If there’s one musical craze that’s definitely risen to prominence in the past few years, it’s that highly debated style of bass-heavy electronica known as dubstep. Known for its distinctive repetition of oscillating so-called “wub wub wub” synth patterns and ridiculously intense use of bass tones, what was once a relatively underground phenomenon has suddenly gone quite mainstream, and the sound has transcended several genre borders. Sonny Moore was once the vocalist for a post-hardcore group From First to Last, but you may now know him for packing out venues and headlining festivals worldwide under his Skrillex moniker. The members of British space-rock superstars Muse attended a Skrillex concert and were influenced by the phenomenon enough to include some of the style on their new album. And even closer to home, Perth progressive rockers Karnivool raised a few eyebrows in 2011 when they took along dubstep/drum and bass producer Shockone on the road for a full national tour, with the Perth musician taking to the decks for some very un-rock-and-roll DJ sets immediately prior to Karnivool’s appearance. Make no mistake, for the time being at least, dubstep is here to stay, and it’s apparently not just a sound for the “ravers”.
Which brings us to this here album – an entirely independent, and debut for that matter, release from a young Melbourne producer going under the appropriately animalistic alias of Maximum Wolf. Like the aforementioned acts, Maximum Wolf comes from a more rock-oriented background. Known to most in the Melbourne underground music scene by his last name Ramadge, or simply Ram, you may have come across him fronting the scuzzy dance-punk prty-starting trio Humans. However, there’s very little sonic overlap between Humans and Maximum Wolf, so if you’re expecting more of the same with the cleverly-titled Spacescapes, well, don’t. The album fires into life with Existence, which, at seven minutes and twenty-six seconds, comfortably holds the title of the longest track on the album. It is, as you would expect from a track of that length, a slow-builder; beginning with gentle chiming synth leads and some steadily rising glitchy beats. Some underlying bass rumbles set the tone nicely for things to come, with the tension rising until finally, POW! At around the five-minute mark, the whole thing disintegrates into a gloriously messy sonic overload of synthesised distortion and broken beats. You’re already getting the urge to dance around your bedroom/loungeroom like you’re out at your nightclub of choice on a Friday night, and it’s only the first track.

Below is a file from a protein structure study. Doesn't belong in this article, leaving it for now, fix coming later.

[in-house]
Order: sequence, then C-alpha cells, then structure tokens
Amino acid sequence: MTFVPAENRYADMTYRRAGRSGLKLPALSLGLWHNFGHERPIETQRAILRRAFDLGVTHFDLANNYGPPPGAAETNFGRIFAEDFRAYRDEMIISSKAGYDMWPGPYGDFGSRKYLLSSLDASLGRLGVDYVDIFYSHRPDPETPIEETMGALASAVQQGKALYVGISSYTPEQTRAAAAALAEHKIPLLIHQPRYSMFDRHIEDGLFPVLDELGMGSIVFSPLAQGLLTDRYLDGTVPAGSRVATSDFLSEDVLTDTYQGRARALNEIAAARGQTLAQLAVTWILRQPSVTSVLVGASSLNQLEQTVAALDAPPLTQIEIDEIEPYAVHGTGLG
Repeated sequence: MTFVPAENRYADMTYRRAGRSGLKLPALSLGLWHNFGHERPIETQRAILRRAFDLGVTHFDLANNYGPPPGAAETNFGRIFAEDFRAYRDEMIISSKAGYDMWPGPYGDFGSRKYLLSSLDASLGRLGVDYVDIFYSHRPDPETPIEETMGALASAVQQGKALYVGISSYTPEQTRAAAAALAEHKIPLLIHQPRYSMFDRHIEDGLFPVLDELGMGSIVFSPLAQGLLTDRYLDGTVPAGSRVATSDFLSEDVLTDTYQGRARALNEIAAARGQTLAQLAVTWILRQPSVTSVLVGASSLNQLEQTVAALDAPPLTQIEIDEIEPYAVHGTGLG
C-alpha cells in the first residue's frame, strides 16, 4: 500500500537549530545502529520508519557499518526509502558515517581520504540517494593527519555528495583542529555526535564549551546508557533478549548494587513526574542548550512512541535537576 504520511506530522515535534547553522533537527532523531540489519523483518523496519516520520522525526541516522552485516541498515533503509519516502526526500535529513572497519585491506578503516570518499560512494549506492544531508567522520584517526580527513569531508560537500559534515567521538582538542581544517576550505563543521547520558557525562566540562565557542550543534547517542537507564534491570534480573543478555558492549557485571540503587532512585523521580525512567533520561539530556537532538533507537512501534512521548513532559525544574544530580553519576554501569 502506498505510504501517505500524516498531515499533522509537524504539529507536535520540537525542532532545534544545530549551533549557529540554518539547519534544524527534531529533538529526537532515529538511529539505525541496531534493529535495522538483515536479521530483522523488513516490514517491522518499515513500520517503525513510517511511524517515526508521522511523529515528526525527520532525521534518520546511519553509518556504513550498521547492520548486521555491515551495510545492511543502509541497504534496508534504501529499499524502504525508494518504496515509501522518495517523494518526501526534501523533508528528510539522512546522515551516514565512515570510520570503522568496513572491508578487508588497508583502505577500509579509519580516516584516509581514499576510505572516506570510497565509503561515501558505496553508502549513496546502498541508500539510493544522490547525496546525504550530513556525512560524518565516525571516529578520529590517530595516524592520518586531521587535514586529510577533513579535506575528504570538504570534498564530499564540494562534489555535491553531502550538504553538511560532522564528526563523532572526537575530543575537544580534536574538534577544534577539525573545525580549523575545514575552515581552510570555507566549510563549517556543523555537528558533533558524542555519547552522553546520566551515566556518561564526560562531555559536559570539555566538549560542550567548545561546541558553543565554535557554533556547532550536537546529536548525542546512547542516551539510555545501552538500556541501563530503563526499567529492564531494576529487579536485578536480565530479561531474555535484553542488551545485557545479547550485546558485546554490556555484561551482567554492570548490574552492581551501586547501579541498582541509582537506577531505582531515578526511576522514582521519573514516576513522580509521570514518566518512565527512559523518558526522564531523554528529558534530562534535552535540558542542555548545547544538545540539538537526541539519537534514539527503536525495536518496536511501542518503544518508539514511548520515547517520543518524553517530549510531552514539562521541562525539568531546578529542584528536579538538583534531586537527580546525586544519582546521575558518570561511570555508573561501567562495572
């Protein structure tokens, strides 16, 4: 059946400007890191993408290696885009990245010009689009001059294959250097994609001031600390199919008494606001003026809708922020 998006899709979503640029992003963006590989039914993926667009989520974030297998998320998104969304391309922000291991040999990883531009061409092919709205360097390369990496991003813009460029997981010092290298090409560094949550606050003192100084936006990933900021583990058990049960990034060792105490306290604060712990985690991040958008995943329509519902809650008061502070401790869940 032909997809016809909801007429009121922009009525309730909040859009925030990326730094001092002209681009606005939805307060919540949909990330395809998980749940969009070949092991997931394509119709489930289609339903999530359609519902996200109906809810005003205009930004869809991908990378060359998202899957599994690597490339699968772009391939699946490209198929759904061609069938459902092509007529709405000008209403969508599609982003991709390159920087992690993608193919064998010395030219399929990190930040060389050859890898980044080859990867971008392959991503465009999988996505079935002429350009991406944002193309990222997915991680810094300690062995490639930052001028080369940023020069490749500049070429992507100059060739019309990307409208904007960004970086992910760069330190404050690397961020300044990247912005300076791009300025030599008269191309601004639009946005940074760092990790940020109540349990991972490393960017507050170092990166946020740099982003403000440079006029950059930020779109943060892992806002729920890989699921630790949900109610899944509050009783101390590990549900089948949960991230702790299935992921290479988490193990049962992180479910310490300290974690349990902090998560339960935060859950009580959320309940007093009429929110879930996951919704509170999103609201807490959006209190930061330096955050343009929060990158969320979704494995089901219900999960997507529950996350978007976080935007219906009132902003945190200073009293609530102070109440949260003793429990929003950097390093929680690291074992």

From then on in, Spacescapes rarely lets up in its intensity and energy – if you’ve ever been to a Humans gig, you know that Ram is one crazy character, and this is an album that won’t surprise you in the least. Though dubstep is certainly a prominent stylistic influence on his Maximum Wolf sound, he’s clearly willing to play around with other sounds and there’s plenty of EDM bases covered here – groovy electro-house in tracks like EE, some borderline trance in Mysterious, experiments in breakbeat on the likes of Jupiter, while some of the later tracks on the album delve into some chilled-out ambience (see Neptune) and effectively act to as a balance to some of the more intense moments on the album. Of which there are plenty. You’ll be hard pressed to find a track (on any other album this year really) with a more monstrous sound than Mystery, with its window-rattling subsonic frequencies and hyperactive rave-tastic beats. There’s a film clip online for that one too. It’s interesting to note that in recent times, there has been a bit of an increased focus in the electronic dance music scene on so-called “minimal” music and a “less is more” approach – obviously nobody informed Maximum Wolf, with tracks like Sharks and CME proving that MORE IS MORE. And if this album is any indication, hopefully there is indeed going to be more.
Key tracks: Existence, Mystery, Sharks, Jupiter